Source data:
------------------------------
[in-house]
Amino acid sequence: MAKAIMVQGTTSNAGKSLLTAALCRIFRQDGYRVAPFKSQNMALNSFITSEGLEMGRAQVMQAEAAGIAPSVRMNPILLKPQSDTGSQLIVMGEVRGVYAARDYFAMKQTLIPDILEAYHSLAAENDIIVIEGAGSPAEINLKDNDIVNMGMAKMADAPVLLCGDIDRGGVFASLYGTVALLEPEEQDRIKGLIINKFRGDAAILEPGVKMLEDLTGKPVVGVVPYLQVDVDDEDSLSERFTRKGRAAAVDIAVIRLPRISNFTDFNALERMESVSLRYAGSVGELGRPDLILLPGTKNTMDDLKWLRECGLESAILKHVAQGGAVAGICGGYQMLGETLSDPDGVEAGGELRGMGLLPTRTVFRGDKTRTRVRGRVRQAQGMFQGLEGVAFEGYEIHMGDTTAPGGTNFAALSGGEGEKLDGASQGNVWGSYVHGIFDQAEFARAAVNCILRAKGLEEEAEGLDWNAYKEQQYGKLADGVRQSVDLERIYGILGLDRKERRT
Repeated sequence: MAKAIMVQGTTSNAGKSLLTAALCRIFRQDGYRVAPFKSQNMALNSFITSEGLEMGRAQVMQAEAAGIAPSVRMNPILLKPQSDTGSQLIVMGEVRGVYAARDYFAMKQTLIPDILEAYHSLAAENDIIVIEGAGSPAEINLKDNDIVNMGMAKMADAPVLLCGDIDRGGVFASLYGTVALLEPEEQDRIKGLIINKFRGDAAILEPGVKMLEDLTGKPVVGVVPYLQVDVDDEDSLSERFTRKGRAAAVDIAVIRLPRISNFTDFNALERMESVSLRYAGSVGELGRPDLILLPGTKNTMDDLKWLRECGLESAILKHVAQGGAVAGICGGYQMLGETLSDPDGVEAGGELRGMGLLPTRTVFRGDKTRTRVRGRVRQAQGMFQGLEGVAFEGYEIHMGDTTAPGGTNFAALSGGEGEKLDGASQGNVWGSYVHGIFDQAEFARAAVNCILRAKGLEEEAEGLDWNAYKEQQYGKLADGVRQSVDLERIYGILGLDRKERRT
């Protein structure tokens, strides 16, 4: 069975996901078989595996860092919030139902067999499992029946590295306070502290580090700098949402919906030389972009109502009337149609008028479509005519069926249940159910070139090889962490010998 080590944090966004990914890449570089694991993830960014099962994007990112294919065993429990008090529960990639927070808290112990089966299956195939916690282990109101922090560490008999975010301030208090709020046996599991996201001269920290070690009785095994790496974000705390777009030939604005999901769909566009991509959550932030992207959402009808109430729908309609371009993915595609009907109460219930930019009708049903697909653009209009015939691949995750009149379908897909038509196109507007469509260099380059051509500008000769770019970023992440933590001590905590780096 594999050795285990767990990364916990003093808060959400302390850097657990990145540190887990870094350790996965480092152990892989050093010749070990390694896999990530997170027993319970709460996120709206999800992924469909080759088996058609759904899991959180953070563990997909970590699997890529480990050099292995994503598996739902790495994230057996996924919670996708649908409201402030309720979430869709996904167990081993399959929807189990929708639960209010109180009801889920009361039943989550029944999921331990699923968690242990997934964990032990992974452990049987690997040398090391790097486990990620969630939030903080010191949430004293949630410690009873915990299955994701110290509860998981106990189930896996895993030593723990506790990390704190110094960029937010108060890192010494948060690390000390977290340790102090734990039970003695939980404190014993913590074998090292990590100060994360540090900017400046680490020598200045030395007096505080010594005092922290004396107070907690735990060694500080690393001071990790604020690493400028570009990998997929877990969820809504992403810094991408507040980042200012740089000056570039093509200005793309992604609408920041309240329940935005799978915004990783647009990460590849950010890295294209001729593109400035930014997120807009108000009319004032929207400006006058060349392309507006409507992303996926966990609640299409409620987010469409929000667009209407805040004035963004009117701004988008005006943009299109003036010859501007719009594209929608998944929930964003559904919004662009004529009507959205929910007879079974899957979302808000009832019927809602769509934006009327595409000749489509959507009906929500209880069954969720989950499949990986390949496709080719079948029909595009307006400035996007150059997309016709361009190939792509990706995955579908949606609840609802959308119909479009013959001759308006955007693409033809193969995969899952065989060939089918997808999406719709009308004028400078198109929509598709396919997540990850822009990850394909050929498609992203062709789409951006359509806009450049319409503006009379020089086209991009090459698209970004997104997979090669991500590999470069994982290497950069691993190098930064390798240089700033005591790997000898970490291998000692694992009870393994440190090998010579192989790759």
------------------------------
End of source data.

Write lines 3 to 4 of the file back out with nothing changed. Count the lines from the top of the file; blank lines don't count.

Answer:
Repeated sequence: MAKAIMVQGTTSNAGKSLLTAALCRIFRQDGYRVAPFKSQNMALNSFITSEGLEMGRAQVMQAEAAGIAPSVRMNPILLKPQSDTGSQLIVMGEVRGVYAARDYFAMKQTLIPDILEAYHSLAAENDIIVIEGAGSPAEINLKDNDIVNMGMAKMADAPVLLCGDIDRGGVFASLYGTVALLEPEEQDRIKGLIINKFRGDAAILEPGVKMLEDLTGKPVVGVVPYLQVDVDDEDSLSERFTRKGRAAAVDIAVIRLPRISNFTDFNALERMESVSLRYAGSVGELGRPDLILLPGTKNTMDDLKWLRECGLESAILKHVAQGGAVAGICGGYQMLGETLSDPDGVEAGGELRGMGLLPTRTVFRGDKTRTRVRGRVRQAQGMFQGLEGVAFEGYEIHMGDTTAPGGTNFAALSGGEGEKLDGASQGNVWGSYVHGIFDQAEFARAAVNCILRAKGLEEEAEGLDWNAYKEQQYGKLADGVRQSVDLERIYGILGLDRKERRT
């Protein structure tokens, strides 16, 4: 069975996901078989595996860092919030139902067999499992029946590295306070502290580090700098949402919906030389972009109502009337149609008028479509005519069926249940159910070139090889962490010998 080590944090966004990914890449570089694991993830960014099962994007990112294919065993429990008090529960990639927070808290112990089966299956195939916690282990109101922090560490008999975010301030208090709020046996599991996201001269920290070690009785095994790496974000705390777009030939604005999901769909566009991509959550932030992207959402009808109430729908309609371009993915595609009907109460219930930019009708049903697909653009209009015939691949995750009149379908897909038509196109507007469509260099380059051509500008000769770019970023992440933590001590905590780096 594999050795285990767990990364916990003093808060959400302390850097657990990145540190887990870094350790996965480092152990892989050093010749070990390694896999990530997170027993319970709460996120709206999800992924469909080759088996058609759904899991959180953070563990997909970590699997890529480990050099292995994503598996739902790495994230057996996924919670996708649908409201402030309720979430869709996904167990081993399959929807189990929708639960209010109180009801889920009361039943989550029944999921331990699923968690242990997934964990032990992974452990049987690997040398090391790097486990990620969630939030903080010191949430004293949630410690009873915990299955994701110290509860998981106990189930896996895993030593723990506790990390704190110094960029937010108060890192010494948060690390000390977290340790102090734990039970003695939980404190014993913590074998090292990590100060994360540090900017400046680490020598200045030395007096505080010594005092922290004396107070907690735990060694500080690393001071990790604020690493400028570009990998997929877990969820809504992403810094991408507040980042200012740089000056570039093509200005793309992604609408920041309240329940935005799978915004990783647009990460590849950010890295294209001729593109400035930014997120807009108000009319004032929207400006006058060349392309507006409507992303996926966990609640299409409620987010469409929000667009209407805040004035963004009117701004988008005006943009299109003036010859501007719009594209929608998944929930964003559904919004662009004529009507959205929910007879079974899957979302808000009832019927809602769509934006009327595409000749489509959507009906929500209880069954969720989950499949990986390949496709080719079948029909595009307006400035996007150059997309016709361009190939792509990706995955579908949606609840609802959308119909479009013959001759308006955007693409033809193969995969899952065989060939089918997808999406719709009308004028400078198109929509598709396919997540990850822009990850394909050929498609992203062709789409951006359509806009450049319409503006009379020089086209991009090459698209970004997104997979090669991500590999470069994982290497950069691993190098930064390798240089700033005591790997000898970490291998000692694992009870393994440190090998010579192989790759």